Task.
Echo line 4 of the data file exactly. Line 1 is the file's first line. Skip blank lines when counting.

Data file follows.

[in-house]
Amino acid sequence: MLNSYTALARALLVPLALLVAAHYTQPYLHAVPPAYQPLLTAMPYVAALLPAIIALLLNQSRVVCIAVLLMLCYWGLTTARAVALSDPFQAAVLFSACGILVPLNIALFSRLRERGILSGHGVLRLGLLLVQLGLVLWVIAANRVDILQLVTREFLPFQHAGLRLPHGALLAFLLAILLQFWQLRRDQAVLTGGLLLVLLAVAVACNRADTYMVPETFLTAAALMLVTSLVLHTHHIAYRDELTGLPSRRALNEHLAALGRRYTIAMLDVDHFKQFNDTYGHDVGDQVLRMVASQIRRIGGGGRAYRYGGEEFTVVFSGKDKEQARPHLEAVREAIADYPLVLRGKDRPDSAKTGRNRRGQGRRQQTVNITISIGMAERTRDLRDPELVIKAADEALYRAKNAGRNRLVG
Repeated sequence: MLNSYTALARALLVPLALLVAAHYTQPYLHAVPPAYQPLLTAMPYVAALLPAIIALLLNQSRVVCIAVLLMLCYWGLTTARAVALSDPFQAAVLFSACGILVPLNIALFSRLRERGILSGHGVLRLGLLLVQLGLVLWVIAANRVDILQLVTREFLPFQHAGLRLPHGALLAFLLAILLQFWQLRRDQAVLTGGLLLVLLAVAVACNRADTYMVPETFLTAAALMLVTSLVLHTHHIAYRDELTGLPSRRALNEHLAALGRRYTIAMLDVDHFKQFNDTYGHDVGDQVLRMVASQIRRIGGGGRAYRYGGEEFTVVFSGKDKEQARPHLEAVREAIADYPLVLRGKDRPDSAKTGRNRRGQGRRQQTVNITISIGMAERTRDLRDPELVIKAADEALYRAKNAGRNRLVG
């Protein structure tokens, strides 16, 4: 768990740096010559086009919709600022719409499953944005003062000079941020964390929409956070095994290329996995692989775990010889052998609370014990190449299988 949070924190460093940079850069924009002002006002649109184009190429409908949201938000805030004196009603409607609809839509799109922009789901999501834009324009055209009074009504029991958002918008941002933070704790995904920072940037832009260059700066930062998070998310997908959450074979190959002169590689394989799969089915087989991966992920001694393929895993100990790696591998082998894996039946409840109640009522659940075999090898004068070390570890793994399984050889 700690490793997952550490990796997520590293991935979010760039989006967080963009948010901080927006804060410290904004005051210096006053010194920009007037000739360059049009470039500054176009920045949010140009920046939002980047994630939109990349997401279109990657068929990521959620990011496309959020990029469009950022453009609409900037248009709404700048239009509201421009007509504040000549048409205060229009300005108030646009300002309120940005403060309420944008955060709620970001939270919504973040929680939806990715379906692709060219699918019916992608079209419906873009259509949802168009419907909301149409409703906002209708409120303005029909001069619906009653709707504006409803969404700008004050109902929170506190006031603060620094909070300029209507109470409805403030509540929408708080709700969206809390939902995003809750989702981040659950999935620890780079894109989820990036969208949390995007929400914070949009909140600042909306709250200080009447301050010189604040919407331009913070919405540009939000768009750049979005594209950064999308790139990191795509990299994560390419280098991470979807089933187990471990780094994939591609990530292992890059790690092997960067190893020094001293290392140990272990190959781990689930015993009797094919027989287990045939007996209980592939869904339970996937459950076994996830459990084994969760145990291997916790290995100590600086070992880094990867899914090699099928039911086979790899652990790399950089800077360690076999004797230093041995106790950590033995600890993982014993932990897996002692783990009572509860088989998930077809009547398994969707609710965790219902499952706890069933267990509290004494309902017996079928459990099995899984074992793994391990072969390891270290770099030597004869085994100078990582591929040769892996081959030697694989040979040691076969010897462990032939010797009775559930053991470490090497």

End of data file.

């Protein structure tokens, strides 16, 4: 768990740096010559086009919709600022719409499953944005003062000079941020964390929409956070095994290329996995692989775990010889052998609370014990190449299988 949070924190460093940079850069924009002002006002649109184009190429409908949201938000805030004196009603409607609809839509799109922009789901999501834009324009055209009074009504029991958002918008941002933070704790995904920072940037832009260059700066930062998070998310997908959450074979190959002169590689394989799969089915087989991966992920001694393929895993100990790696591998082998894996039946409840109640009522659940075999090898004068070390570890793994399984050889 700690490793997952550490990796997520590293991935979010760039989006967080963009948010901080927006804060410290904004005051210096006053010194920009007037000739360059049009470039500054176009920045949010140009920046939002980047994630939109990349997401279109990657068929990521959620990011496309959020990029469009950022453009609409900037248009709404700048239009509201421009007509504040000549048409205060229009300005108030646009300002309120940005403060309420944008955060709620970001939270919504973040929680939806990715379906692709060219699918019916992608079209419906873009259509949802168009419907909301149409409703906002209708409120303005029909001069619906009653709707504006409803969404700008004050109902929170506190006031603060620094909070300029209507109470409805403030509540929408708080709700969206809390939902995003809750989702981040659950999935620890780079894109989820990036969208949390995007929400914070949009909140600042909306709250200080009447301050010189604040919407331009913070919405540009939000768009750049979005594209950064999308790139990191795509990299994560390419280098991470979807089933187990471990780094994939591609990530292992890059790690092997960067190893020094001293290392140990272990190959781990689930015993009797094919027989287990045939007996209980592939869904339970996937459950076994996830459990084994969760145990291997916790290995100590600086070992880094990867899914090699099928039911086979790899652990790399950089800077360690076999004797230093041995106790950590033995600890993982014993932990897996002692783990009572509860088989998930077809009547398994969707609710965790219902499952706890069933267990509290004494309902017996079928459990099995899984074992793994391990072969390891270290770099030597004869085994100078990582591929040769892996081959030697694989040979040691076969010897462990032939010797009775559930053991470490090497």